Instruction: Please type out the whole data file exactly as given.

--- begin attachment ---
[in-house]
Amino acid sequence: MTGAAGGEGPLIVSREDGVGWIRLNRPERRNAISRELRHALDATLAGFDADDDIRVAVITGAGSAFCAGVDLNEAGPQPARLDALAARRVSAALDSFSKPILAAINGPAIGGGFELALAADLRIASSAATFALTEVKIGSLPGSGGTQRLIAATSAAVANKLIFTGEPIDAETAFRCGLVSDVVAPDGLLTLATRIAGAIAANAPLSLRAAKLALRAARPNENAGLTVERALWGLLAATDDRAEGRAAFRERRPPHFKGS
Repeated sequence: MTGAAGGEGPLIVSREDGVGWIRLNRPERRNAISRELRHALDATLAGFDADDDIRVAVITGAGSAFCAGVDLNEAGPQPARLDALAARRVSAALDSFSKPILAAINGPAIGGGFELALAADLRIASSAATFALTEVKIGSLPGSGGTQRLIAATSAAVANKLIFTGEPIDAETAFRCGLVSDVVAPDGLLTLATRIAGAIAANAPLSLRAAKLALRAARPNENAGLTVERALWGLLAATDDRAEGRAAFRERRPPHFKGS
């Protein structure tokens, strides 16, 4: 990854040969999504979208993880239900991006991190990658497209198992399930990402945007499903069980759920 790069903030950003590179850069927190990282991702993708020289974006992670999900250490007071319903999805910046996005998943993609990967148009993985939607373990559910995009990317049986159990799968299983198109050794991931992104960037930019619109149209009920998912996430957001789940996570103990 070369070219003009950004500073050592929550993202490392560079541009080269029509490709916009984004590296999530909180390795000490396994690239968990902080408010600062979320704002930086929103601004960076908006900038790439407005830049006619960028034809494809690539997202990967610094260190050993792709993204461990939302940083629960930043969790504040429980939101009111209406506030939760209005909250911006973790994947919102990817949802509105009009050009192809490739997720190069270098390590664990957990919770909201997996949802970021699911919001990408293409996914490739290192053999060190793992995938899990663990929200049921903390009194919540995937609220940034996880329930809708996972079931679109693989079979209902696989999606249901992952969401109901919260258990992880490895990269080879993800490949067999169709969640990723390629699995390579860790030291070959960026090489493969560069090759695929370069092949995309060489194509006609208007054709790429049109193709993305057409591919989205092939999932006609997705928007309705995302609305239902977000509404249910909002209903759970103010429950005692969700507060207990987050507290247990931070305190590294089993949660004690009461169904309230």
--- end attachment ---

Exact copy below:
[in-house]
Amino acid sequence: MTGAAGGEGPLIVSREDGVGWIRLNRPERRNAISRELRHALDATLAGFDADDDIRVAVITGAGSAFCAGVDLNEAGPQPARLDALAARRVSAALDSFSKPILAAINGPAIGGGFELALAADLRIASSAATFALTEVKIGSLPGSGGTQRLIAATSAAVANKLIFTGEPIDAETAFRCGLVSDVVAPDGLLTLATRIAGAIAANAPLSLRAAKLALRAARPNENAGLTVERALWGLLAATDDRAEGRAAFRERRPPHFKGS
Repeated sequence: MTGAAGGEGPLIVSREDGVGWIRLNRPERRNAISRELRHALDATLAGFDADDDIRVAVITGAGSAFCAGVDLNEAGPQPARLDALAARRVSAALDSFSKPILAAINGPAIGGGFELALAADLRIASSAATFALTEVKIGSLPGSGGTQRLIAATSAAVANKLIFTGEPIDAETAFRCGLVSDVVAPDGLLTLATRIAGAIAANAPLSLRAAKLALRAARPNENAGLTVERALWGLLAATDDRAEGRAAFRERRPPHFKGS
């Protein structure tokens, strides 16, 4: 990854040969999504979208993880239900991006991190990658497209198992399930990402945007499903069980759920 790069903030950003590179850069927190990282991702993708020289974006992670999900250490007071319903999805910046996005998943993609990967148009993985939607373990559910995009990317049986159990799968299983198109050794991931992104960037930019619109149209009920998912996430957001789940996570103990 070369070219003009950004500073050592929550993202490392560079541009080269029509490709916009984004590296999530909180390795000490396994690239968990902080408010600062979320704002930086929103601004960076908006900038790439407005830049006619960028034809494809690539997202990967610094260190050993792709993204461990939302940083629960930043969790504040429980939101009111209406506030939760209005909250911006973790994947919102990817949802509105009009050009192809490739997720190069270098390590664990957990919770909201997996949802970021699911919001990408293409996914490739290192053999060190793992995938899990663990929200049921903390009194919540995937609220940034996880329930809708996972079931679109693989079979209902696989999606249901992952969401109901919260258990992880490895990269080879993800490949067999169709969640990723390629699995390579860790030291070959960026090489493969560069090759695929370069092949995309060489194509006609208007054709790429049109193709993305057409591919989205092939999932006609997705928007309705995302609305239902977000509404249910909002209903759970103010429950005692969700507060207990987050507290247990931070305190590294089993949660004690009461169904309230």